The Amitabha Sutra - Non-retrogression

None of the sentient beings who are born

in the Land of Ultimate Bliss ever fall back

into a lower realm.



This sentence assures us that all the beings in the Pure Land have reached the level of non-retrogression. This also means that they are always improving. The swiftness of their unceasing improvement is possible thanks to the support of Amitabha Buddha and the excellent learning conditions in the Pure Land.


In comparison to those conditions, ours here in samsara are woefully inadequate. How so? Being reborn as a human is incredibly rare; and when we do finally obtain a human rebirth, we may not live in a place where we can hear the teachings. Or, upon our hearing of this Dharma door and wanting to practice the teachings, we find that friends and family members oppose our practice. Perhaps our surroundings are so pleasurable that we are too distracted to practice. Alternatively, our surroundings may be so harsh that all we can think of is surviving for one more day. One way or another, we lack the good fortune to have suitable conditions for practice.


On the other hand, we could indeed be fortunate enough to hear the teachings, have time to practice, enjoy the support of friends and family members, and possess favorable surroundings for practice. But what if in the face of all our advantages we became arrogant and self-absorbed? We could squander our good fortune on personal enjoyments. Or feeling lazy and complacent, we could dismiss the urgency of practice saying there will be time another day.


For these and so many other reasons, we all too often regress in our practice to attain buddhahood.


The quickest way to attain buddhahood is to make continuous progress—to reach the level of non-retrogression. For beings like ourselves, this is best accomplished in a land that is tailored to accommodate our needs and shortcomings. And so Sakyamuni told us that of all the pure lands, we should seek birth in the Western Pure Land of Ultimate Bliss, a land so ideal that Buddhas in the ten directions teach the Pure Land method and encourage all beings to seek birth there.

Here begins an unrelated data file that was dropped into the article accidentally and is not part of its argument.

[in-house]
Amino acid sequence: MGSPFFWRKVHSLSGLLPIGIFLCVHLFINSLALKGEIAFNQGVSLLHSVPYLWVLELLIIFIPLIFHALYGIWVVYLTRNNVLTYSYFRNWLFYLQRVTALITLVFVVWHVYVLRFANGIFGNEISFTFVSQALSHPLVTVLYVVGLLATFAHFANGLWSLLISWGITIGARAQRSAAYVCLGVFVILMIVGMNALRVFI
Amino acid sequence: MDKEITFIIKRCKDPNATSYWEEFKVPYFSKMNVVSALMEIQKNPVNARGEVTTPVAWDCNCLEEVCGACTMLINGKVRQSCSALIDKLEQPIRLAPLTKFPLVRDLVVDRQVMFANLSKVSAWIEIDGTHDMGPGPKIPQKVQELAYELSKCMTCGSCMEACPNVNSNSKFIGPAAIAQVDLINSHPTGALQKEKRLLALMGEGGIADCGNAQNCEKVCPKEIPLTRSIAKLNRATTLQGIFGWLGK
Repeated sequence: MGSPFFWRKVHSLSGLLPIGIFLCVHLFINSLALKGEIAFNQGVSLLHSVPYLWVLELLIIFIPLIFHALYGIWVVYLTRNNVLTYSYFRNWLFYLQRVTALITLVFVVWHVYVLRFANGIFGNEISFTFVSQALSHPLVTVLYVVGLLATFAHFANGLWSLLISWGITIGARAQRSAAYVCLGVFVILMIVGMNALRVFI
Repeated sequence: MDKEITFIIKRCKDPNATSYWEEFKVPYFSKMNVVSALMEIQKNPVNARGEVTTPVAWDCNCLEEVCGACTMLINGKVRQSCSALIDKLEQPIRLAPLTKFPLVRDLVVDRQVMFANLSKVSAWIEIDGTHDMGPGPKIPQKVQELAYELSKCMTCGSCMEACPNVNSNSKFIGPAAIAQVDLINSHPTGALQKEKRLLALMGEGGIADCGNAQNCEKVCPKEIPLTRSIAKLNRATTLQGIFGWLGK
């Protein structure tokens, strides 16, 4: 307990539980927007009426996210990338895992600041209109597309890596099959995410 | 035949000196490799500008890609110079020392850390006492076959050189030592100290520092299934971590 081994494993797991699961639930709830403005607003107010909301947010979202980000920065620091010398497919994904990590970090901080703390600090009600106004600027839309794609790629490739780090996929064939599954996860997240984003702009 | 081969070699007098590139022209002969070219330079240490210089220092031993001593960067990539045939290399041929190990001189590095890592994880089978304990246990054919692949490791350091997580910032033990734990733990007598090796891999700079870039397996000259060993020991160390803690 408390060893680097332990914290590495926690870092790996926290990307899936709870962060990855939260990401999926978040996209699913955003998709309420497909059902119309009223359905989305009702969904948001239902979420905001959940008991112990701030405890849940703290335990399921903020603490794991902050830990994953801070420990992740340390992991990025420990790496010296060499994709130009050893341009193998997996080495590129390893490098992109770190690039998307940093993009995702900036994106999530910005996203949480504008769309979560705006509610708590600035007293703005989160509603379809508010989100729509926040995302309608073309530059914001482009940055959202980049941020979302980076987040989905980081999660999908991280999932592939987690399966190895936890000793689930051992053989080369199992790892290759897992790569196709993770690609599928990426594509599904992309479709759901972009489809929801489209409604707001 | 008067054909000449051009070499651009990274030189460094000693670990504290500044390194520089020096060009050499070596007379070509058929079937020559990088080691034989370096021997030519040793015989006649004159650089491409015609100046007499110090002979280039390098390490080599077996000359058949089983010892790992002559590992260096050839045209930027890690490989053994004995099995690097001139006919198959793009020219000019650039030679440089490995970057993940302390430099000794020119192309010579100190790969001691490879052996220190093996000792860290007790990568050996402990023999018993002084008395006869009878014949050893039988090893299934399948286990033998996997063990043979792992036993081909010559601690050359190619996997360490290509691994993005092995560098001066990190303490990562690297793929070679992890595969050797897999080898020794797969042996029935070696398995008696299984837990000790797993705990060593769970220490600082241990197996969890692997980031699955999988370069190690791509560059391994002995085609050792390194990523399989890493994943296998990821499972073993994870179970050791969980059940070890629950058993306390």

We can further appreciate the importance of this sutra passage assuring us of non-retrogression when we consider five fundamental reasons why we will never fall back in that land.


First is Amitabha Buddha’s twentieth vow. Of the beings who sincerely practice and chant his name, he said that at the end of their lives, along with an assembly of bodhisattvas, he would come to escort them. In an instant, they would be born in his land and become non-retrogressive bodhisattvas.


Furthermore, Amitabha concluded all forty-eight of his vows with the same pledge: if he did not fulfill the particular vow he would not attain perfect enlightenment. Sakyamuni told us that Amitabha became a Buddha ten kalpas ago. This is our assurance that all of Amitabha’s forty-eight vows were indeed fulfilled, including the vow of non-retrogression for all those born in his land.


Second, Amitabha supports all beings who sincerely chant his name. Due to this support, all those in the Pure Land will never again regress. But one does not even have to wait to be born in the Pure Land to receive Amitabha’s help. Those who sincerely practice and vow to be born in the Pure Land will receive his support even now, even here in samsara.


We can see how this works upon reading Amitabha’s thirteenth and fourteenth vows. In these two vows, he pledged that when he became a Buddha, his light would be infinite. Universally illuminating the ten directions, it would be unsurpassed by any other Buddha’s light and would exceed by a quadrillion times that of the sun and the moon. All beings who saw his light, who were illuminated by it, and who felt it touch their bodies, would be peaceful and joyous. They would perform virtuous deeds with compassion and eventually be born in his land. If all this were not so, he would not attain perfect enlightenment.